England’s Increase In Waste Arisings Could Put More Pressure On Councils, Warns LARAC
The Local Authority Recycling Advisory Committee (LARAC) has warned that the increase in England’s waste arisings could put further pressure on councils during a time of already “dwindling” budgets.
With more cuts expected and local authorities having “few real powers to do more than encourage waste minimisation”, according to LARAC, the committee has called on government and the wider industry to support local authorities in getting the waste minimisation message across to householders.
Defra released figure last week showing that while England’s recycling rate has risen slightly to 44.8% – an increase of 0.6% – waste airisings in the country have jumped up 3.7% for the 12 months in 2014.
Sally Talbot, Vice Chair LARAC, said: “While some will no doubt concentrate on the overall recycling rate the increases in dry and food recycling show our members are still introducing new services and aiming to hit the 50% target.
“Local authorities have done sterling work in this area but it is time to recognise that there is only so much we can do”
“This is all the more commendable given the ongoing squeeze of council budgets and the certainty that more are to come. However the figures show that people are consuming again and the increase in overall waste arisings is something that needs to be tackled at a national level. Local authorities have done sterling work in this area but it is time to recognise that there is only so much we can do.”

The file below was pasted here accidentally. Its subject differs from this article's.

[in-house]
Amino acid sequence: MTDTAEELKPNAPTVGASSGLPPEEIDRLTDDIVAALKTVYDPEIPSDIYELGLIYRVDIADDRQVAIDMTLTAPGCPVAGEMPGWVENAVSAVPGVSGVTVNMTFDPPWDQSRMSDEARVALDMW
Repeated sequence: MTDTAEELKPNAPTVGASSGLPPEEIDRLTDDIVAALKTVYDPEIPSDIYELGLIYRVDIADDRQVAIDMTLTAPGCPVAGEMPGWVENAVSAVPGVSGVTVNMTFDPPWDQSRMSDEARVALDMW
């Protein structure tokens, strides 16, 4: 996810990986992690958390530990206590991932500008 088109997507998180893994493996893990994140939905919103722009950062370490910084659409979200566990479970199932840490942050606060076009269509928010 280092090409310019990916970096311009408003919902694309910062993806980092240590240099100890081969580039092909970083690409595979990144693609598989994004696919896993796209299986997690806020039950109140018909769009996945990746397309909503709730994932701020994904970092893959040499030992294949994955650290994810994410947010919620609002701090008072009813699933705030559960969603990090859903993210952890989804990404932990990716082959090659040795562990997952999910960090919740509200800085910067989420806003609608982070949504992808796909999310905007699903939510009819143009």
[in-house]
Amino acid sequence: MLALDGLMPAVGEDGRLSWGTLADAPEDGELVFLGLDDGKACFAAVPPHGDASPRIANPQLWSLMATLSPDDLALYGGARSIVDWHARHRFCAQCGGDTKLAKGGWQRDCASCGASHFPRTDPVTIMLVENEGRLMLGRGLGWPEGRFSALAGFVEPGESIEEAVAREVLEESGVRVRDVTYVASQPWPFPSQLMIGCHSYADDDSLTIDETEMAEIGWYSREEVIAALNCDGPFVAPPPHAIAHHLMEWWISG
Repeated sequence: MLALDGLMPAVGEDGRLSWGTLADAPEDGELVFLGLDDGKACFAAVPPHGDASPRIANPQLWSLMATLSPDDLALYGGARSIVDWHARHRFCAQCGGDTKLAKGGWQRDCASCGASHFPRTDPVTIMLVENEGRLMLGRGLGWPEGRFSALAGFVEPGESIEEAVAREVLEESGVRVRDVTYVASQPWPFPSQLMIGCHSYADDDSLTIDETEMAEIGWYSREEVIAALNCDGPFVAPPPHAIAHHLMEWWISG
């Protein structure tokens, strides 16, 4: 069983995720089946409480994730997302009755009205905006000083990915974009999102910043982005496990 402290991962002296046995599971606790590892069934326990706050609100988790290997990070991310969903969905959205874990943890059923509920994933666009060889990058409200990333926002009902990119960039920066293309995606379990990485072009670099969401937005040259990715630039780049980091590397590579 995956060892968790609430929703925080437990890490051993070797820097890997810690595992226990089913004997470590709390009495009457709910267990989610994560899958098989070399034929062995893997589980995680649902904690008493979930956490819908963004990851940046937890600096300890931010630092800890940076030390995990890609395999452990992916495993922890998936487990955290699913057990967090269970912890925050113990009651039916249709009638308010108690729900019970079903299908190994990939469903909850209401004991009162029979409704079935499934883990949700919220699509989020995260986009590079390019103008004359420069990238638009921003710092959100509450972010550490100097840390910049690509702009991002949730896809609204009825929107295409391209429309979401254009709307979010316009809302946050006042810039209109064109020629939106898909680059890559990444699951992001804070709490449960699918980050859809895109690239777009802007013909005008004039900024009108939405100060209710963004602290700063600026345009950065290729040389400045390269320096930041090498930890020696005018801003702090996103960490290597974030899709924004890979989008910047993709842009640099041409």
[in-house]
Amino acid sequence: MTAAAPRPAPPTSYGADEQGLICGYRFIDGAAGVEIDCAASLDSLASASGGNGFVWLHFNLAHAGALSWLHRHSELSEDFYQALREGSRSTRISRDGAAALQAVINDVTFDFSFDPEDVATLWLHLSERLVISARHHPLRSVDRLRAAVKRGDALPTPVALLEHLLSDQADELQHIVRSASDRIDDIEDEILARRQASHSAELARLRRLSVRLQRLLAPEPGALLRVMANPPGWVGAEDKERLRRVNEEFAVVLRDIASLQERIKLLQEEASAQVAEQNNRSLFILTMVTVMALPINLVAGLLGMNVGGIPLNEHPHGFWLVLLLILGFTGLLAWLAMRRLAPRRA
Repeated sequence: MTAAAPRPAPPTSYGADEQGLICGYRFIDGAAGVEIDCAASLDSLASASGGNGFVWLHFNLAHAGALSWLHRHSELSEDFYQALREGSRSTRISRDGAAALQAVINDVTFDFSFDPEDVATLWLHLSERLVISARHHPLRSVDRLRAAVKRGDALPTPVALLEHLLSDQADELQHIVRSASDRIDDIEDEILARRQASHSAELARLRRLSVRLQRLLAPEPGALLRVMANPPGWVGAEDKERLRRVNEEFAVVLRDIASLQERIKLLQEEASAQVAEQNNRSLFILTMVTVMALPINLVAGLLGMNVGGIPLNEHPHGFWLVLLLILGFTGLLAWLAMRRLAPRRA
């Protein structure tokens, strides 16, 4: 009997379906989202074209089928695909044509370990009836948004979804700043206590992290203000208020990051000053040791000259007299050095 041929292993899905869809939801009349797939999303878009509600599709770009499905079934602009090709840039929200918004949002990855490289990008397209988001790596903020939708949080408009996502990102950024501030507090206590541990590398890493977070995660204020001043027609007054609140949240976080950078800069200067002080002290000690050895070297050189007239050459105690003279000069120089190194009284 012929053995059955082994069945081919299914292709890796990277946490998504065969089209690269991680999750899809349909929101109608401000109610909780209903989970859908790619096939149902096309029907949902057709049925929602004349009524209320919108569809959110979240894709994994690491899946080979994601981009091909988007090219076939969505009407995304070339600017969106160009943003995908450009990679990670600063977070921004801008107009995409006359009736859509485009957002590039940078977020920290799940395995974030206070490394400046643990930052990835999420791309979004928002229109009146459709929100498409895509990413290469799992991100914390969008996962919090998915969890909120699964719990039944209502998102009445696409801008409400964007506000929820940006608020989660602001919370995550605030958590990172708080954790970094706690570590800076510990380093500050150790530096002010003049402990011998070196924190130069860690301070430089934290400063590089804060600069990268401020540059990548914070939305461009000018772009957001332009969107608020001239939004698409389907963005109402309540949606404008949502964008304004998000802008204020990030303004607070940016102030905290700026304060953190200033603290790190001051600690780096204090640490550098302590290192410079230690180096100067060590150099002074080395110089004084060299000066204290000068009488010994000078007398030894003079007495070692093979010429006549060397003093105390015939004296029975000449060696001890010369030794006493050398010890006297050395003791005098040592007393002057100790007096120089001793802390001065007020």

LARAC has said given the figures show how something such as seasonal and yearly variations in the weather impact significantly on the recycling rate the time has come to look at alternatives to the weight based targets.
LARAC points out that the current EU Circular Economy consultation provides the perfect opportunity to discuss how targets can be better set, if the UK is willing to fully engage.
It also wants to see better alignment of household and producer responsibility targets so that there is incentive for funding to flow into local authorities to increase the capture of packaging and other materials to the benefit of all.
Despite the increase in recycling, the Environmental Services Associated (ESA) has said that if the UK is going to meet the 2020 EU target of recycling 50% of household waste, England needs to improve.
ESA’s Executive Director, Jacob Hayler said: “It is positive to see that England’s recycling rate hit a new high of 44.8% in 2014. However, if we are to hit our 2020 recycling targets then the pace of increase will clearly have to improve.
“Three quarters of the improvement in annual performance came from higher rates of organics recycling and, as local authority budgets continue to be squeezed going forward, we need to ensure that these trends aren’t reversed.”